DRAMeXchange Predicts More Gloom and Doom in the DRAM Market

Paul Lilly

With all the damage caused by the flooding in Thailand, it's a terrible time for your mechanical hard drive to give up the ghost. HDD prices have shot way up and show no signs of coming back down anytime soon. But if your system memory coughs up a hairball, you're in luck, assuming you don't make a living building DRAM. According to market research firm DRAMeXchange, the DRAM outlook is still looking "gloomy."

DRAM contract prices have been stable since October due to peak season demand, DRAMeXchange says . But with the flooding in Thailand disrupting HDD shipments and the PC market as a whole, an oversupply of DRAM becomes an even bigger problem for memory makers.

So far this month, the contract price for 2GB DRAM modules has hovered at $10, and the average selling price (ASP) of 4GB modules has fallen 2.56 percent to $18.50. OEMs haven't been restocking their inventory, and since there's already an oversupply of DRAM, contract prices are likely to fall even more.

"With the severe oversupply situation, top-tier manufacturers like Samsung dominated over other makers in terms of profitability due to their superior process technology and vertical integration strategy," DRAMeXchange said. "Presently, they are still profitable and turning in positive financial reports. On the other hand, since other DRAM makers’ process technology is not as advanced as top-tier manufacturers, as DRAM price continues to fall their top priority is to decrease cash outflow. The other options are to become a dedicated foundry or reallocate capacity to favor server or mobile DRAM, in order to survive the harsh climate of the current DRAM market."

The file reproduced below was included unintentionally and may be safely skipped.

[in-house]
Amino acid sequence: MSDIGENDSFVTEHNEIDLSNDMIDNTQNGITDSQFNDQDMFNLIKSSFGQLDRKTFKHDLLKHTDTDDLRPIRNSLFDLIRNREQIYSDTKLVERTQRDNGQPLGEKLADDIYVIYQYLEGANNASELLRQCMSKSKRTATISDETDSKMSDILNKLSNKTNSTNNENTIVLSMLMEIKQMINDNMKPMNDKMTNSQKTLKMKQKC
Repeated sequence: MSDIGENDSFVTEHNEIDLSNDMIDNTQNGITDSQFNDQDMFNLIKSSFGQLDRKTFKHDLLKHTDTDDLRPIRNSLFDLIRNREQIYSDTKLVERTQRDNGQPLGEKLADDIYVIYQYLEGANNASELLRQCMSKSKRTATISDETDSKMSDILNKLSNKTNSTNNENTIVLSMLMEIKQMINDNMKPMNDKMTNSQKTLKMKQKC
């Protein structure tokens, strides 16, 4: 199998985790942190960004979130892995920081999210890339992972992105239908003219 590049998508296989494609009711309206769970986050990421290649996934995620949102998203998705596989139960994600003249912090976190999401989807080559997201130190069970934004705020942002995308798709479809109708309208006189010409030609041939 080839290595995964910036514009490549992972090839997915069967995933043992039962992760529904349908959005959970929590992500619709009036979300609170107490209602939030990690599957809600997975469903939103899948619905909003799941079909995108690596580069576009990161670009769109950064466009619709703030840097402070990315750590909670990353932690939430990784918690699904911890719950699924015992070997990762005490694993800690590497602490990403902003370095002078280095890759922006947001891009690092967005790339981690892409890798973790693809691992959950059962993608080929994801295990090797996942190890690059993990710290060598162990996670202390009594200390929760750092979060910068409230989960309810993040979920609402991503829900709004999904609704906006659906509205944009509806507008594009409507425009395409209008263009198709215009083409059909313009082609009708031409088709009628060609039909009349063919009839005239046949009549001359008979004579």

Looking ahead to 2012, DRAMeXchange forecasts bit growth of 28 percent year-on-year, down way below the usual 40-50 percent growth rate of past years.

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